The world became a little less beautiful, as did the future covers of Dan’s Papers, when East Quogue and Baldwin Harbor artist Daniel Pollera died unexpectedly at age 68 on Friday, March 4.
Known to readers for painting some of the most gorgeous and iconic Dan’s Papers covers in his lush, realistic style, Pollera recently submitted this week’s cover, “Passing Time.” It now serves as a bittersweet memorial to our longtime friend and collaborator who always brought warmth and charismatic banter when he visited the office or attended our events and gatherings. Like his art, Pollera’s presence could not be denied, and his loss will be deeply felt by all of us and anyone who had the pleasure of knowing him.
His spirit lingers as we contemplate this week’s cover, featuring a pair of Adirondack chairs and a bay house porch looking out onto the water and a solitary sailboat. It’s classic Pollera, even as those empty chairs and the serene, seaside setting take on new meaning, and a melancholy tide rises.
Pollera’s imagery often included the sea or elements of life on the water, which was his other great passion — he was a zealous fisherman who loved being on the water with family and friends aboard his Boston Whaler.
Born in Freeport in 1953, adopted from a foster home at 9 months old and raised by loving parents in Valley Stream, Pollera’s interest in art began at a very young age. He always gravitated toward drawing and painting Long Island’s coastline, and he studied commercial art for a year at SUNY Farmingdale after graduating high school. But Pollera left college to join the family business, precipitating a nearly 15-year break from painting
Like his art, the South Shore beaches and bays sparked Pollera’s lifelong love of fishing, leading him to earn his captain’s license from the U.S. Coast Guard in 1977. He then worked as captain of a fishing charter, taking passengers out onto the open ocean for striped bass, tuna and other catches.
Pollera married his wife Nancy in 1978 and they were together over 43 years, sharing a love of clamming, and fishing for fluke, flounder and striped bass in Baldwin Harbor where they lived. While at home, Pollera enjoyed restoring simple, flat-bottom Garvey work boats and other vessels, a hobby he continued throughout his life.
His affection for, and deep connection with, the sea eventually led Pollera back to his art. He photographed historic bay houses and coastal scenes to inform his often tranquil and always breathtaking oil paintings. Mostly self-taught, Pollera had an immense natural talent, and in the 1980s he began selling work at the Sea Horse Gift Shop in Freeport.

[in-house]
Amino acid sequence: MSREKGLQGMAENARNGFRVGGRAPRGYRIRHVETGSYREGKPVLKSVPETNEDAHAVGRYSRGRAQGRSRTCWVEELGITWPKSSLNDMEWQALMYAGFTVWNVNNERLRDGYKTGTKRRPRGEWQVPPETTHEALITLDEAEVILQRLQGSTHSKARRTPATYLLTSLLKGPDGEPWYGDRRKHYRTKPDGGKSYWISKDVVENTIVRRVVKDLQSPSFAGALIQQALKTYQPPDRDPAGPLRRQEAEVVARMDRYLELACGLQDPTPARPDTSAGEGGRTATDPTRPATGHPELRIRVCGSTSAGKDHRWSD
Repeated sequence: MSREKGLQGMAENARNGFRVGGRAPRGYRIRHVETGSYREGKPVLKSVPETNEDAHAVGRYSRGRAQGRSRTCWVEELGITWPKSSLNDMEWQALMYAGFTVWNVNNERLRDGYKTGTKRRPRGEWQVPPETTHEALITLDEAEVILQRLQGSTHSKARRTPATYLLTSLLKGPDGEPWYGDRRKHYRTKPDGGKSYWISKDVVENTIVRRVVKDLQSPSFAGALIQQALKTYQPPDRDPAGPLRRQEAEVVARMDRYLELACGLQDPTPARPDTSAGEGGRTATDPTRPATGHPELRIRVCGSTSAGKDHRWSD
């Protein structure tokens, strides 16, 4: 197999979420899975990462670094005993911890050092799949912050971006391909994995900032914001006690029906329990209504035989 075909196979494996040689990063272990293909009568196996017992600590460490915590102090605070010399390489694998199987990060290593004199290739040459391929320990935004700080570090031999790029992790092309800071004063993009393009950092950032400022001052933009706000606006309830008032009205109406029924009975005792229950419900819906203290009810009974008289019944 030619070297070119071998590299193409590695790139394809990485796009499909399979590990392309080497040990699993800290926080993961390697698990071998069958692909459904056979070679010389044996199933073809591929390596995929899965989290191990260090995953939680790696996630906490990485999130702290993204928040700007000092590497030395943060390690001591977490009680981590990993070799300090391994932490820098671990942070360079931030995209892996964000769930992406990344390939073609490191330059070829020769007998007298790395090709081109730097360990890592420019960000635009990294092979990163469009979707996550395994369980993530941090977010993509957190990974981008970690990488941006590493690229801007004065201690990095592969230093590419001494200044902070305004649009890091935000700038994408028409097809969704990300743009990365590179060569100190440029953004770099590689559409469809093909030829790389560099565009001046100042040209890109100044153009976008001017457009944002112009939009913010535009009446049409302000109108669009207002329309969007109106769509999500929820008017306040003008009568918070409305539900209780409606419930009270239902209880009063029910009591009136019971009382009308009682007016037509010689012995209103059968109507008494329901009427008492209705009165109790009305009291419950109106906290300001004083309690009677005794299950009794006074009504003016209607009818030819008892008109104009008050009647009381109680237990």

He worked with noted portrait and mural artist Frances Norris Streit, assisting her on a large historical mural for the Roslyn Savings Bank. He also studied at Nassau Community College with Everett William Molinari, an accomplished painter and president of the National Mural Society whose murals hang in the U.S. Capitol building.
In the decades since Pollera returned to the easel, he grew to stand among America’s most respected contemporary artists painting coastal scenes. His work is part of international collections in London, South Africa and Australia, as well as permanent museum collections, including the Parrish Art Museum in Water Mill, Guild Hall in East Hampton and the Long Island Museum in Stony Brook (where he had a solo show), among other institutions. Montauk TV personality Dick Cavett, whose home Pollera loved to paint, also collected his work, calling the artist, “my favorite paint applier.”
Pollera’s paintings have been displayed at numerous galleries, such as the Sorrell Gallery, Spa Fine Art, Sheldon Fine Art, Ric Michel Fine Art in Southampton and William Ris in Jamesport, to name a scant few, and he was a primary advisor to filmmakers Barbara Weber and Greg Blank on their 2020 documentary A World Within a World: The Bay Houses of Long Island, bringing the filmmakers to various area bay houses in the winter of 2019. He is featured in the film.
Perhaps more than even his unforgettable art and his standing as a family man and revered figure in the local fishing community, Pollera is remembered as a kind and generous human being who made friends easily and brought joy to the people in his orbit. Following his death this week, a gargantuan outpouring of love and sadness continued for days on social media as people who knew and admired him processed the hole left by his outsized personality and artistic achievements.
Pollera regularly contributed to charitable events for organizations including East End Hospice, the Cancer Research Fund, the Guardian Brain Foundation and the South Shore Estuary Reserve Stewardship Awards. He was good to people in his community, and liked to feed area wildlife such as swans and other birds. Pollera sat on the board of Long Island Traditions, a regional nonprofit organization dedicated to preserving local traditional culture — a group that would also help him learn the history of the bay houses he painted — and he donated a bay house print for their raffle each year.
He is survived by his wife Nancy, daughter Valerie, son Daniel Jr. and five grandchildren.
You can see more of Daniel Pollera’s art at danielpollera.com.
Thank you to Nancy Solomon for contributing to this remembrance.